Hulu has been fighting to get a case thrown out that as to do with it allegedly sharing the viewing habits of its users illegally. The plaintiffs in the case claim that Hulu illegally shared viewing habits of its users with Facebook and comScore. Hulu had gone before a US Magistrate Judge named Laurel Beeler in an attempt to get the suit dismissed.
The judge didn’t agree with Hulu's assertion on the case and has said that the case will move forward. Hulu maintained that viewers would need to show actual injury by the sharing of the information to recover any damages. Hulu says that the viewers needed to prove damage even if the qualified as "aggrieved" persons under a 1988 law protecting the privacy of video renters.
The law is called the Video Privacy Protection Act or VPPA and was adopted after a newspaper ran an article in 1987 about movies rented by Supreme Court nominee Robert Bork. The judge decided against Hulu stating that the stature requires only injury in the form of wrongful disclosure.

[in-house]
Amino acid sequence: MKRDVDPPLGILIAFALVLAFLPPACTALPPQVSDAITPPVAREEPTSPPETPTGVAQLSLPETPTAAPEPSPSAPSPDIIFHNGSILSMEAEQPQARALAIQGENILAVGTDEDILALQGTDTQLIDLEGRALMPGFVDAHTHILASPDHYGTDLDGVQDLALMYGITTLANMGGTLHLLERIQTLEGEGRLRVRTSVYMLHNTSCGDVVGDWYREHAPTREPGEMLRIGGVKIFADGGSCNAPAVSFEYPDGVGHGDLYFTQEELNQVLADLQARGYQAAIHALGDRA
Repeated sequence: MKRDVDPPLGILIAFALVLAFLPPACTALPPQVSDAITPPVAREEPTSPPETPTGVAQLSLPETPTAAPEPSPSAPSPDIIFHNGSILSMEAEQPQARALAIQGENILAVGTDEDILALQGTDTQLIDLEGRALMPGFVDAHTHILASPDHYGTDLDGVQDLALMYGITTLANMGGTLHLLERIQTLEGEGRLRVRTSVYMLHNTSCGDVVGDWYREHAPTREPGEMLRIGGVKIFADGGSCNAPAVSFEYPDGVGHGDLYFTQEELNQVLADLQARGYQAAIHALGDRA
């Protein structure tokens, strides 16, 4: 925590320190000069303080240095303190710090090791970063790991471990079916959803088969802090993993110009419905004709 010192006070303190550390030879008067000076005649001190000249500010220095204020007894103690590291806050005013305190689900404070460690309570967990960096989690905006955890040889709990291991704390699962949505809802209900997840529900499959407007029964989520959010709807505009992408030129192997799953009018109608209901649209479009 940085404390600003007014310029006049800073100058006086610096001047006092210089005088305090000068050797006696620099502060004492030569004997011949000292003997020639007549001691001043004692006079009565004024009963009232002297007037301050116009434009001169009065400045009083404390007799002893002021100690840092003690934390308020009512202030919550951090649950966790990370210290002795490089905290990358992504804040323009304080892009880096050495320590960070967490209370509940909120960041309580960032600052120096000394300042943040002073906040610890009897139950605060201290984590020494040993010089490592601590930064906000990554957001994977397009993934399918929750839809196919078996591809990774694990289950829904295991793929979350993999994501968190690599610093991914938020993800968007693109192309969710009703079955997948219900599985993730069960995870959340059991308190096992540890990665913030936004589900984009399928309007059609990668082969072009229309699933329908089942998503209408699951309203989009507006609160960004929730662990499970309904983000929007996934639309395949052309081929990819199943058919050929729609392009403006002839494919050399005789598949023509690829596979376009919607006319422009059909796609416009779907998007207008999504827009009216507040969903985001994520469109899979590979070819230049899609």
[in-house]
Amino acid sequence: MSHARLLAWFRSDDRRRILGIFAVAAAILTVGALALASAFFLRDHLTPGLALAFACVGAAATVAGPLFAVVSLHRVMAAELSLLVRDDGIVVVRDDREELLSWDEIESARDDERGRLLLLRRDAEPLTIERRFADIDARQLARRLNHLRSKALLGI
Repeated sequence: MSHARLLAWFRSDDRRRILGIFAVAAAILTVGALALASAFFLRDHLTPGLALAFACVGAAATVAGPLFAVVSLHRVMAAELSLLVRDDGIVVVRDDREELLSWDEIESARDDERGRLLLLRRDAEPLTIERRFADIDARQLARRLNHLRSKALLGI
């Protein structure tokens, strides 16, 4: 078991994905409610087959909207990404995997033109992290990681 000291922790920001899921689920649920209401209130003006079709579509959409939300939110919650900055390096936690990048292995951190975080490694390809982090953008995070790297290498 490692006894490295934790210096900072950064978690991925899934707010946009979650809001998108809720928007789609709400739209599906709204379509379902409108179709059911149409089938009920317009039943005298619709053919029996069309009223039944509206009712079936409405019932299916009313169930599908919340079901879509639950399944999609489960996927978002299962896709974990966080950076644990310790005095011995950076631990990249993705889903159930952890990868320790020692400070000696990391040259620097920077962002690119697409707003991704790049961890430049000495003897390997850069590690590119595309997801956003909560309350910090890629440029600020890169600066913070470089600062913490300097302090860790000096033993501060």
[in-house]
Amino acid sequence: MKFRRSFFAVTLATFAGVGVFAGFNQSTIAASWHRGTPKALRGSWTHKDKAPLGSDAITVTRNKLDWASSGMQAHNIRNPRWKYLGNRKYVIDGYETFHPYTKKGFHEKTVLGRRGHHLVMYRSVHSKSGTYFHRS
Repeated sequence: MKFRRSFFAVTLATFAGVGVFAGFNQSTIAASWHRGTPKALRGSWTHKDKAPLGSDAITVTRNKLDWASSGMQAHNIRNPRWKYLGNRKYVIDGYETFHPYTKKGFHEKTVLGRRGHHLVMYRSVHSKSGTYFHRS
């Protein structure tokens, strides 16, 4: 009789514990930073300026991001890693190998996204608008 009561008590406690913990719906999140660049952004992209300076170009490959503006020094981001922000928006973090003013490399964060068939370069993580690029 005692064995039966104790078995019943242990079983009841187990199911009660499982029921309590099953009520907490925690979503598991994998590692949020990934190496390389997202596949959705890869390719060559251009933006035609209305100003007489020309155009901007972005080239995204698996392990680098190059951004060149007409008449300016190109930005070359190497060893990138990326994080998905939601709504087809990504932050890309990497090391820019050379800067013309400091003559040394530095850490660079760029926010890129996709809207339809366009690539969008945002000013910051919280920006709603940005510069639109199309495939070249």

The suit is a class action on behalf of all Hulu users across the country. The case is seeking damages of at least $2500 per violation plus punitive and other damages. The suit claims that the information shared by Hulu allows Facebook to link viewing habits with personal identifying information.